Murugaiyan, Appasamy & Parlier-Renault, Édith (2021) (Eds) Whispering of Inscriptions: South Indian Epigraphy and Art History: Papers from an International Symposium in memory of Professor Noboru Karashima (Paris, 12–13 October 2017) – Preface
In October 2017, an international symposium was held in Paris as a tribute to Noboru Karashima who gave a new impetus to the study of South Indian and Tamil epigraphy.1 The contributions to this volume illustrate the wide range of related topics in the fields of archæology, epigraphy and history of art that were presented at the symposium. These domains, an integral part of classical studies, have generally been considered as distinct areas of research, however nobody can deny their mutual interdependence. The title of this volume ‘Whispering of Inscriptions’ is borrowed from one of Karashima’s publications.2 Karashima, who himself was convinced of ‘the importance of epigraphy in the task of historical reconstruction,’ had ‘noticed a defect in past studies in the field of socio-economic history, due to the arbitrary use of epigraphic evidence.’3 Karashima was of the view that historians should avoid arbitrary judgements and concluded his essay by saying: ‘In sum, scholars of ancient and medieval South Indian history should be acquainted with inscriptions and listen honestly to their whisperings.’4
To some extent, the whole question of methodology rests on the way the researchers tend to interpret and theorize the textual content.5 We are aware that while handling historical source materials, whether literary or epigraphic or iconographic, researchers face two challenges: on the one hand, understanding the meanings of the sources and motivations of the authors as in the past, and on the other, interpreting them successfully without imposing models and categories of the present experience. Scholars like Karashima address these issues and have come up with basic methodologies for studying the historical sources. In the Indian context, reconstructing the meaning of these sources requires the practice of contextualization and this is most closely associated with the interpretation of the texts. In sum, honouring Karashima comes to refining the research methodology and to ‘consider the cultural context (“whispering”) of the inscriptions in [their] time and place [...]’6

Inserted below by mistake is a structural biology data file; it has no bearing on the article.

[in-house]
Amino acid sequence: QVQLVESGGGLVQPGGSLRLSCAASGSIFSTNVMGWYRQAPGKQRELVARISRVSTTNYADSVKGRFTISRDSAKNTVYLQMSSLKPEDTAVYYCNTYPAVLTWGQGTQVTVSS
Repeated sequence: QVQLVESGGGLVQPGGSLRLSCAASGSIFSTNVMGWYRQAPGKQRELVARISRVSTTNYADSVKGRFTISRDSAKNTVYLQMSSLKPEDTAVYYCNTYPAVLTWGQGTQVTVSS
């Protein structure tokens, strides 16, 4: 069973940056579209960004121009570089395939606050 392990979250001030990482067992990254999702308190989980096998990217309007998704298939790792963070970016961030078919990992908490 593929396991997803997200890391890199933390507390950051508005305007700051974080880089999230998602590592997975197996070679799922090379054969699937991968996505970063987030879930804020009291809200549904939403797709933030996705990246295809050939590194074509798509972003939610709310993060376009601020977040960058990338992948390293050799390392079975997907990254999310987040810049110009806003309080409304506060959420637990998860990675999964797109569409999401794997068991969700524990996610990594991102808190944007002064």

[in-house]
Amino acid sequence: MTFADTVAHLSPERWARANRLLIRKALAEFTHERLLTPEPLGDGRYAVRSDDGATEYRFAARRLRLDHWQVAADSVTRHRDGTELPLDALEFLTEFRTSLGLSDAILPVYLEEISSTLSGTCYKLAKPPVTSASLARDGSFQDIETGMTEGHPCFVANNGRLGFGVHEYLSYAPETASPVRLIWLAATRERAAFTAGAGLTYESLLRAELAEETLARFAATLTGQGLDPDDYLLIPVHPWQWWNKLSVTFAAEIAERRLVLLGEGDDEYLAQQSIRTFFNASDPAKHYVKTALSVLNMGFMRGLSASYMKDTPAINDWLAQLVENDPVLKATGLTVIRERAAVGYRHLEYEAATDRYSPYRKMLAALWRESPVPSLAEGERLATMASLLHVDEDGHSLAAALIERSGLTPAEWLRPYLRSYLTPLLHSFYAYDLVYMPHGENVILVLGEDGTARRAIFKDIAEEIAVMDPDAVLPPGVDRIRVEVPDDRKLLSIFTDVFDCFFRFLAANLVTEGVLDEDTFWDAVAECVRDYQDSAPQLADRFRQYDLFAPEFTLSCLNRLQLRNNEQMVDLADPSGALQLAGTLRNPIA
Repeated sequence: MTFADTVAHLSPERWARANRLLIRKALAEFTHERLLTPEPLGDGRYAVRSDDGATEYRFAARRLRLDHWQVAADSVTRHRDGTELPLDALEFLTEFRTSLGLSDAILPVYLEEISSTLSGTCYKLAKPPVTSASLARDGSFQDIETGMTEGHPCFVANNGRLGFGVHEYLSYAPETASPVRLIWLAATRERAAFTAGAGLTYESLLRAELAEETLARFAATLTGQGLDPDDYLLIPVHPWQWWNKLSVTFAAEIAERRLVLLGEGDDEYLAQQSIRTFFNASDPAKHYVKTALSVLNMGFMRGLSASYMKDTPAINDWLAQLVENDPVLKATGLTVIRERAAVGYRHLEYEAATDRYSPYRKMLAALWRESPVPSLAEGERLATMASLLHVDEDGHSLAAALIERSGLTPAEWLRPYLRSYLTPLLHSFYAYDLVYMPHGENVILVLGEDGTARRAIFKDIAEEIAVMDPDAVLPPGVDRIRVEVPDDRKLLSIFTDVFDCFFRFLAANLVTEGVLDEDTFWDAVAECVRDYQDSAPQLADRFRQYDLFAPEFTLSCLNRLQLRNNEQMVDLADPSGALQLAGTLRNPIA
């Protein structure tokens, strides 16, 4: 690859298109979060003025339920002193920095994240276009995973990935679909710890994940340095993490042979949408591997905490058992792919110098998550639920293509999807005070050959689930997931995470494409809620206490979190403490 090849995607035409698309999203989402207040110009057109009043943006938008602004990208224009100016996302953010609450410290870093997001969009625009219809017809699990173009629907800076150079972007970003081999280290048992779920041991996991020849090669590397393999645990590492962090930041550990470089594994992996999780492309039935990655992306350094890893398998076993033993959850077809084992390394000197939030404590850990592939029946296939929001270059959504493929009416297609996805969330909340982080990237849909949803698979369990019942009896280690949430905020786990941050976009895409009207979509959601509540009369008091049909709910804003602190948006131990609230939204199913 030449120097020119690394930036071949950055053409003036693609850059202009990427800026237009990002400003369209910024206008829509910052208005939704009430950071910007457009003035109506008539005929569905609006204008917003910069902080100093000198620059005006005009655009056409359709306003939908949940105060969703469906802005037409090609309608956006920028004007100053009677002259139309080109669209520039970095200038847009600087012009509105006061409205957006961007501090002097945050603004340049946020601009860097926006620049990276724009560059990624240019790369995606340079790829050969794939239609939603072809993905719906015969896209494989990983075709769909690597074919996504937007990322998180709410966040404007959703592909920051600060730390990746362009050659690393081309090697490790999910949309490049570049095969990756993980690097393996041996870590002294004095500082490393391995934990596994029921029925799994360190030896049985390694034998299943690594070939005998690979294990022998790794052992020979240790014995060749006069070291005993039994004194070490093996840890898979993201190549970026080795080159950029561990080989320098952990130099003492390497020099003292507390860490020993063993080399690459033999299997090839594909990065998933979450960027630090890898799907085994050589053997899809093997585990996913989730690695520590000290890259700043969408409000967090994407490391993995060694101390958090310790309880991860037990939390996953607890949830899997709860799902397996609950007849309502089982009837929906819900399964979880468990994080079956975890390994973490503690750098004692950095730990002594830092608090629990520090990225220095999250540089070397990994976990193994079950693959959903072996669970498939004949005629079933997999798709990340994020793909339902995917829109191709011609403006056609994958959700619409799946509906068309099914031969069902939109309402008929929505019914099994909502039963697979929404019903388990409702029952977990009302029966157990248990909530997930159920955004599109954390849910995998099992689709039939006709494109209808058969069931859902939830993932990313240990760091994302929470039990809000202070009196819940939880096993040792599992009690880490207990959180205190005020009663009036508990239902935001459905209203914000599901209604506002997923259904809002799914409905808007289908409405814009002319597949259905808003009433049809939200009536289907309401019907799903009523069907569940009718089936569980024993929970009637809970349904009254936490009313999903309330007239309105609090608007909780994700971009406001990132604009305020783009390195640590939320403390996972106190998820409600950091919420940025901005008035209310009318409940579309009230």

This volume witnesses this very challenge of contextualization of epigraphic and iconographic data. It contains a variety of contributions demonstrating the richness and diversity of contemporary research on South Indian temple inscriptions and copper plate charts as well as on art and archæology. During the last decade, the field of South Indian epigraphy and archæology has come up with important findings which has brought in unprecedented data shedding new light in the area of historical studies, particularly of South India. These essays attempt to highlight some of these discoveries and to update the epigraphical and archæological resource materials. They are intended to stimulate discussion and analysis in a multidisciplinary perspective, through new and divergent theoretical and methodological conceptions, and to broaden our perception of the early and mediæval South Indian societies. Each one is original in its approach to the South Indian inscriptions, monuments and images and relates to a particular domain of South Indian history.
The first articles focus on social and political history. As a starting point, Subbarayalu, Y. presents a comprehensive account of Professor Karashima’s contributions to the study of South Indian history and his innovative research methodology in the analysis and interpretation of South Indian inscriptions. In the next paper, through a detailed survey of all the occurrences of the title araiyaṉ and its variants in epigraphy, Subbarayalu, Y. outlines its historical evolution and varying significance, and demonstrates how the study of a title or a component of a proper name helps us to understand the social and political development of mediæval South India.